Help Clear the Air in Hog Barns

Baumgartner says EPI technology has met and surpassed the criteria laid out by the world’s largest pork producer, Murphy-Brown, LLC. EPI units were installed in two, 2,000-head production nurseries and tested against two matching nurseries without EPI units. The tests ran for five turns, approximately 44,000 nursery pigs, with the following advantages in the EPI-equipped nursery

September 19, 2011

6 Min Read
Help Clear the Air in Hog Barns

Electrostatic particle ionization (EPI) is the buzzword for an environmental technology. “This technology works by emitting negative ions into the air. The ions go to work capturing and holding particles onto interior surfaces. The net result is ventilation enhancement that results in faster gain and less mortality,” explains Matt Baumgartner, general manager of Baumgartner Environics, Inc. (BEI), the Olivia, MN-based firm that developed, patented and now markets EPI systems.

Baumgartner says EPI technology has met and surpassed the criteria laid out by the world’s largest pork producer, Murphy-Brown, LLC. EPI units were installed in two, 2,000-head production nurseries and tested against two matching nurseries without EPI units. The tests ran for five turns, approximately 44,000 nursery pigs, with the following advantages in the EPI-equipped nursery:

  • Average daily gain increased 12.2%.

  • Average weights increased by 9.3%.

  • Mortalities were reduced by 26.1%.

Besides these production gains, Murphy-Brown also checked dust particle size, ammonia and hydrogen sulfide levels and odor in the barns. Bagged air samples were sent to Iowa State University for olfactometry analysis.

Environmental science gets a big play with Murphy-Brown. In their field studies, researchers measured a 57.7% reduction in particulate matter (PM) of 10-micron size; a 47.8% reduction in PM of 2.5 microns; and a 43.1% reduction in PM of 0.05 microns. In addition, EPI-equipped barns had 55% less ammonia, 58.6% less hydrogen sulfide and an 18.9% reduction in odor compared to control barns.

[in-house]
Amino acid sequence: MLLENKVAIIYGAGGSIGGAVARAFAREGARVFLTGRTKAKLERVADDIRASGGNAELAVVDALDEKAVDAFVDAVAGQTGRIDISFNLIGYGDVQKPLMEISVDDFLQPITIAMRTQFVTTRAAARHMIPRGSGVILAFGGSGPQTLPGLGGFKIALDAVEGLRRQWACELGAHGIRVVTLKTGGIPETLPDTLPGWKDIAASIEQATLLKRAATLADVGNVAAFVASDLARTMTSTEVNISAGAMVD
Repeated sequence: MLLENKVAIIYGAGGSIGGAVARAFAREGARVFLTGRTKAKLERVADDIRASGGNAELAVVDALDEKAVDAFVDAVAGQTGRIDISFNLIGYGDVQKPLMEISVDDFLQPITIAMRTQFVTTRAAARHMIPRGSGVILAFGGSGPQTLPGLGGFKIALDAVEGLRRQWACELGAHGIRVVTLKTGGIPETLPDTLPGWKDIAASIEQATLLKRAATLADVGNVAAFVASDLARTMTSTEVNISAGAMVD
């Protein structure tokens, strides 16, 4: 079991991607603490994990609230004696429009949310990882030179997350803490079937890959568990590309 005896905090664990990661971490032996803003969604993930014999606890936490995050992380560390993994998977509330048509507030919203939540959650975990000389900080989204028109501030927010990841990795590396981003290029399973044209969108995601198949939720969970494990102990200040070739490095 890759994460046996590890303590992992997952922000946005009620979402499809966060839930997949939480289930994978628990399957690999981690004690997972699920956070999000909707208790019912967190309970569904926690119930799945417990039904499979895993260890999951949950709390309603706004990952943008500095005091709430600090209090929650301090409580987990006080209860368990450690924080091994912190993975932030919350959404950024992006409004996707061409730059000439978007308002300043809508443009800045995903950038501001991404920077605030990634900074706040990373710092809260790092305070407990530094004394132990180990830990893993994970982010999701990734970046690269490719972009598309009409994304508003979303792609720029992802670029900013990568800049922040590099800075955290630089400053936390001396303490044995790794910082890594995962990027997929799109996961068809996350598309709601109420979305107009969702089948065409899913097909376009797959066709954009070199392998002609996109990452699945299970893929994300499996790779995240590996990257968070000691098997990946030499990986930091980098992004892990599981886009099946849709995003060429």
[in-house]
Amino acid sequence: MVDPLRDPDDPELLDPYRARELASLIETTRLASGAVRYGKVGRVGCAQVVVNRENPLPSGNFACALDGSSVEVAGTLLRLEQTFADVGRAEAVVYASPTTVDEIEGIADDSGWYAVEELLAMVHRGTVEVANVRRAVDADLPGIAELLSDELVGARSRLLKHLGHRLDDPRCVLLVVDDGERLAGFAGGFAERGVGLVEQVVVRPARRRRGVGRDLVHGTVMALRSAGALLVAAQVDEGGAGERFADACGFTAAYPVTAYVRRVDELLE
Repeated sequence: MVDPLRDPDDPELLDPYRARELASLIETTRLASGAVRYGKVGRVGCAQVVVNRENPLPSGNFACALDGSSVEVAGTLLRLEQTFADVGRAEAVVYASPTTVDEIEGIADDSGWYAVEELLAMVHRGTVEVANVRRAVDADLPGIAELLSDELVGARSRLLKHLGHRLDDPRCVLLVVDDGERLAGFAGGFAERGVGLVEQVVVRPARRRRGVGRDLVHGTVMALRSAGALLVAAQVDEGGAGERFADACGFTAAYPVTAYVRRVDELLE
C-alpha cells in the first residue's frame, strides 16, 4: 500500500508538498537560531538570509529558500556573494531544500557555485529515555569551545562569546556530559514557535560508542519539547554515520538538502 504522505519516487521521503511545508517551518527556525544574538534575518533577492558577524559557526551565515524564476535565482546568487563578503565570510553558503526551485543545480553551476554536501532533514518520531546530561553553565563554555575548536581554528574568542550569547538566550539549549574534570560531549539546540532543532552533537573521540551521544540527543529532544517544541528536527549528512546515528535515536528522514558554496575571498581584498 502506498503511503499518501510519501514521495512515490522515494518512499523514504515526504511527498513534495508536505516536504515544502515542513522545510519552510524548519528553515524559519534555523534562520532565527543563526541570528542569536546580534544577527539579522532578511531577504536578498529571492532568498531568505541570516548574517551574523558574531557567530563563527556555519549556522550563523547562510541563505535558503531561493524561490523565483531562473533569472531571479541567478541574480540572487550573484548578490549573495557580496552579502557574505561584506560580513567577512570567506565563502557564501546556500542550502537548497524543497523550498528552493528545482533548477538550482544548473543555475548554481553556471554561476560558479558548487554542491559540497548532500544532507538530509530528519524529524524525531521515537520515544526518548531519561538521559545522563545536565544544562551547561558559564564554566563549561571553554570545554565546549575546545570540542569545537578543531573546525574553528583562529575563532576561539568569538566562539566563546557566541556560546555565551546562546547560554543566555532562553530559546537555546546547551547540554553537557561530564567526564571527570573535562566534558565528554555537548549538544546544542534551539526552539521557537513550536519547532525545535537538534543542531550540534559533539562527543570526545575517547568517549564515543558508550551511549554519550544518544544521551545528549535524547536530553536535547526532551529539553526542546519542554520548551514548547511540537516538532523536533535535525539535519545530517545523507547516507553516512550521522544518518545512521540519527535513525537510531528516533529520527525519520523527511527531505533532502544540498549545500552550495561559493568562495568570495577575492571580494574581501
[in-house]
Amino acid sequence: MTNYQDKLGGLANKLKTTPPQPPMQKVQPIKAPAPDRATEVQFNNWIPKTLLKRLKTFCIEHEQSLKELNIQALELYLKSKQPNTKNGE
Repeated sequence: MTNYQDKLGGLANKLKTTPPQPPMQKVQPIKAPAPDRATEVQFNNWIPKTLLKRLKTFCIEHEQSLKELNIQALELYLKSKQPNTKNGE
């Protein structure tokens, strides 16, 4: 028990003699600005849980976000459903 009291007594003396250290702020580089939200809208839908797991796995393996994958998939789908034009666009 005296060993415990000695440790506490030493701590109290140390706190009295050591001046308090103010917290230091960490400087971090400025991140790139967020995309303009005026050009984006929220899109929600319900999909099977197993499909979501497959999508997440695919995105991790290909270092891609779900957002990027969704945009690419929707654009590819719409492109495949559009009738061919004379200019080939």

In the trials, EPI systems were installed in 60 x 100-ft. rooms with one room cross ventilated, the other equipped with diffused ventilation drawn through holes in a plastic ceiling. Adjacent and identical nursery rooms served as controls. All other controllable parameters, such as genetics, sow farm source, etc. were held constant. Differences due to barn and cycle were included in the statistical model.

The three main components of the EPI system are power supply, corona points and insulators. Corona points are barely noticeable “sharpened points” from which negative ions jump into the air, grabbing particles, clumping them into larger chunks and holding them on surfaces.

“The strength of the probability out of our testing convinced us fairly quickly that this appears to be an innovation well worth our time,” notes Bob Coffelt, business development manager at Murphy-Brown’s western division.

“When we first looked at it, the system appeared to be fairly unorthodox. But the results speak for the system. Pigs simply do better,” Coffelt says.

“Maintenance requirements are low and the installation unobtrusive,” he adds. “It tends to challenge one’s concept of the improbable values of dust suspension and odor issues. The sensory impact would lead one to believe that odors were lower in rooms equipped with EPI.”

“This is a significant change in environmental systems with a net result of improved pig performance,” explains Steve Pollmann, president of Murphy-Brown’s western division. “We’re excited. The science is sound. Even though understanding the technology is a bit of a challenge, the takeaway is that EPI in our test runs provided documented evidence of the potential benefit of this technology.”

Ionization’s Track Record

Baumgartner points out that the concept of electrostatic precipitation is not exactly a new science. Ionization was first used in 1842 and commercialized in 1907 to prevent sulfuric acid mist and lead oxide fumes from affecting a downwind California vineyard.

Today, perhaps the most successful industrial use of electrostatic precipitation is to reduce the ash loads released into the environment by coal-fired power plants. This industry uses electrostatic precipitation as an end-of-pipe solution where, after combustion, more than 95% of the ash is removed from exhaust gas before it escapes into the air.